A test house within the Salford University Energy House

The Salford University Energy House

Alternative heating systems include air source heat pumps, hydrogen boilers, night storage heaters and electric radiators, and a combination of these may be needed for the UK’s transition to net zero.

The research has received funding of £160,000 from the Department for Energy, Security and Net Zero through its Net Zero Innovation Portfolio/Energy Innovation Programme.

It is important that the Government gets robust, fair, data on all options available for low-carbon heating. We cannot keep using gas – and it is the Government’s aim to stop installing new gas boilers from 2035.

Professor Glew added: “We are very proud to have been chosen by the Government to lead this project and help the UK answer its Net Zero challenge. We are pleased to be recognised as leading experts in the field of low carbon heating.”

The research will also include a plan for what a large-scale field trial would look like. Using the findings from the first phase of the project, the Government will decide whether to embark on a UK-wide field trial as phase two.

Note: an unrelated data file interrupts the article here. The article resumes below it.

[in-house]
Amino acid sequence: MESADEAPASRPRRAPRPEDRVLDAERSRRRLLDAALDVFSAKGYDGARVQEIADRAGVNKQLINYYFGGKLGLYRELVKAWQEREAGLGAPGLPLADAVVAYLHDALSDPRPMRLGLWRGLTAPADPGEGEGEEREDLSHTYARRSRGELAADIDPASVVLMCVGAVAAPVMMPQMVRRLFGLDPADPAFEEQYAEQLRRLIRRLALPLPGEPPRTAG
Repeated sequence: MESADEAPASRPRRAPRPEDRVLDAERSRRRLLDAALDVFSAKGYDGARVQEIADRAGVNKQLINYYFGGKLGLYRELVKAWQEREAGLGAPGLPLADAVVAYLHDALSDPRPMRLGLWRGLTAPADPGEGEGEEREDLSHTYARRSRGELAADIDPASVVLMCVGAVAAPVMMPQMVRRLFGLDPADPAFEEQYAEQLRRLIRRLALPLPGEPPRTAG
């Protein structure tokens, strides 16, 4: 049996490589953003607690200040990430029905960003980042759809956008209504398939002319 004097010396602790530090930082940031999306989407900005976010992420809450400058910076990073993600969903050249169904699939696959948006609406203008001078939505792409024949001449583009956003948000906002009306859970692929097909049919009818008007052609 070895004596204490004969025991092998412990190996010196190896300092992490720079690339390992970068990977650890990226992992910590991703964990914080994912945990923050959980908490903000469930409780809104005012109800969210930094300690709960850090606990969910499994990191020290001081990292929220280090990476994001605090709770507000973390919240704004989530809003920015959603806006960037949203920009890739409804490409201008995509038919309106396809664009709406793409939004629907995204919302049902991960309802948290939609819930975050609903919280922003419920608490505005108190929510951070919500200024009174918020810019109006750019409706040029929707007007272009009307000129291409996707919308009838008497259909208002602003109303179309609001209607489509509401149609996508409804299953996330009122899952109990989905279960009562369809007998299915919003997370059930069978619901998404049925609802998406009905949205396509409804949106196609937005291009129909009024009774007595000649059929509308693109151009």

This project builds on the extensive research by the LSI’s Sustainable Behaviour research team, investigating the range of potential future low carbon heating systems.

Research led by Professor Fiona Fylan has investigated what reassurances people want before accepting hydrogen boilers into their homes – alongside a series of hydrogen heating trials. Research by Dr Martin Fletcher has evaluated people’s experiences of switching to using heat pumps.

Current research by Dr Kate Morland is exploring whether people would be willing to exchange their boilers for heat pumps, and attempting to understand how to encourage people to use heat pumps more efficiently in their homes.